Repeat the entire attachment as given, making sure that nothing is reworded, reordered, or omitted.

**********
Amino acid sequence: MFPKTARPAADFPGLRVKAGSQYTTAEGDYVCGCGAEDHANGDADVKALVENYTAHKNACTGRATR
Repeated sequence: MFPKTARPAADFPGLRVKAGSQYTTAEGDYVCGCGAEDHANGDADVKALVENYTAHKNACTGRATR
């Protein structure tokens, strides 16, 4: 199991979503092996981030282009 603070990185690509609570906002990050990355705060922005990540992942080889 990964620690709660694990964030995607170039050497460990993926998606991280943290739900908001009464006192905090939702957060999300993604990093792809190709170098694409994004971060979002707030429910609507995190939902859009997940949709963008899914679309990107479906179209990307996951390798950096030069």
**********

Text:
Amino acid sequence: MFPKTARPAADFPGLRVKAGSQYTTAEGDYVCGCGAEDHANGDADVKALVENYTAHKNACTGRATR
Repeated sequence: MFPKTARPAADFPGLRVKAGSQYTTAEGDYVCGCGAEDHANGDADVKALVENYTAHKNACTGRATR
């Protein structure tokens, strides 16, 4: 199991979503092996981030282009 603070990185690509609570906002990050990355705060922005990540992942080889 990964620690709660694990964030995607170039050497460990993926998606991280943290739900908001009464006192905090939702957060999300993604990093792809190709170098694409994004971060979002707030429910609507995190939902859009997940949709963008899914679309990107479906179209990307996951390798950096030069």